The issue, as you saw it then, was that if the Kuwaiti Oil Fires were an oil spill, shouldn't other oil well fires be included on the list? The list was much longer then, but the answer boiled down to the question of quantities. As far as we know, no other oil fire has ever approached the scale of the largest oil spills. They're always contained before quantities of oil in this range are burned. Except this once. The Kuwaiti Oil Fires are sui generis; there has never been anything like them, before or since. Which is one more reason for not rewriting the definition of "oil spill" for the express purpose of excluding them.
There's an old saying in the law: "hard cases make bad law." It means that trying to construct a general principle around including or excluding specific examples simply because they're difficult to apply a general principle to causes more problems than it solves. In this case, separating amounts of oil burned in the air from quantities siphoned off the ground or vacuumed out of the water, to say that "b" and "c" are oil spills but "a" isn't, means creating exceptions to the basic definition solely for the purpose of excluding one case. It also means that in future, any oil spills in which some quantity was burned would have to be scrutinized to exclude that portion from statistics. Why make things more complicated than they need to be? Does it make sense to rewrite the definition of "oil spill" solely in order to exclude the most significant example of the thing it defines from consideration? I don't believe it does. P Aculeius (talk) 14:12, 4 January 2015 (UTC)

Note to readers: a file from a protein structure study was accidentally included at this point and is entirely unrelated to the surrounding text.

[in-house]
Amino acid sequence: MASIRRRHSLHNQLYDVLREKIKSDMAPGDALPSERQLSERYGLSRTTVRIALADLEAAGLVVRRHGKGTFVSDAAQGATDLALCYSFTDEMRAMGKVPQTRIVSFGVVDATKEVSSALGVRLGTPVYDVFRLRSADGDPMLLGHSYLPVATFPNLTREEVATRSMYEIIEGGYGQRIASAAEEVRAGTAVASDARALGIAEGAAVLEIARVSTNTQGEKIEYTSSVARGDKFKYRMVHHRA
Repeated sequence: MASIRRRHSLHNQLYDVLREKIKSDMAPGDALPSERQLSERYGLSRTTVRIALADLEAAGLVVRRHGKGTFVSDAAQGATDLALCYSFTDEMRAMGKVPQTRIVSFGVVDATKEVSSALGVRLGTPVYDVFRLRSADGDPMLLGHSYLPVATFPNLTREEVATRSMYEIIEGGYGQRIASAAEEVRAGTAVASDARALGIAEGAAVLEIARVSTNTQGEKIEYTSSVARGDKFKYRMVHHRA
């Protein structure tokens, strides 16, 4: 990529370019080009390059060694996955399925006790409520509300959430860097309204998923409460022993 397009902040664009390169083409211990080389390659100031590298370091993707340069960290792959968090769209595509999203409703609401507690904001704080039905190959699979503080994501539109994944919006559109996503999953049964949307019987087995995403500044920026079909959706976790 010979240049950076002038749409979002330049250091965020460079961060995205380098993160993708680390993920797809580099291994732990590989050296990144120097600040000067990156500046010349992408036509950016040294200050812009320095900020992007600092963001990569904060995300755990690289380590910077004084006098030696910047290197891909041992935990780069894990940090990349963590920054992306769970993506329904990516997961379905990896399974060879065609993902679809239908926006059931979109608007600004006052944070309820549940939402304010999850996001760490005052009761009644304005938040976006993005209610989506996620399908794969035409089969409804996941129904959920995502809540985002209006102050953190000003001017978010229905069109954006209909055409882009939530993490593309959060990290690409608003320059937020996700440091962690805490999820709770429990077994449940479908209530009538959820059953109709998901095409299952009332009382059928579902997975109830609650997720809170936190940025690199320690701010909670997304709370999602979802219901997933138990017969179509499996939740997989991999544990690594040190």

The Irish IP user here, back again. With all due respect P Aculeius, you have not convinced a single one of us that oil fires should be regarded as oil spills. I am unfamiliar with this "four years ago" debate you & mike4ty4 allegedly had, but it remains WP:OR of you to argue that the kuwait oil fires should be classified as oil spills. As not a single reference supports your opinion.
Moreover the ignition of the oil well fires wasn't "accidental" and was indeed "controlled" by the Iraqi combat engineers to produce the maximum incendiary effect. Under your stretching-of-the-definition to the absurb extent that you advocate, dropping oil/napalm from planes in wartime, would also be classified as an "oil spill" according to your own personal definition.
I will thus be removing the kuwait oil fires, from the list, as at this stage it has pretty much been determined by WP:consensus that it is WP:OR to include them in an article on oil spills. The 40 odd oil wells not set-alight in Kuwait during the period, along with the Gulf war oil spill, will obviously remain.
Apart from the obvious fact that the fires were just that, fires, and not oil spills. The deliberate oil fires set by Iraq are akin to gas flaring, in that both are "controlled" to do just that, go on fire. After all my posts to you, I really can't fathom how someone could still argue that they were "accidents" & oil spills etc. (talk) 18:41, 16 June 2015 (UTC)
It's not my job to convince you or anybody else that something should stay. The burden is on you to convince people that it should go. You've got one other person to reply, and that was just to say that he had his doubts. So you can't claim to have established any kind of consensus, and you don't have the right to speak for anyone else. You shouldn't be making controversial changes without establishing consensus; you're just imposing your viewpoint.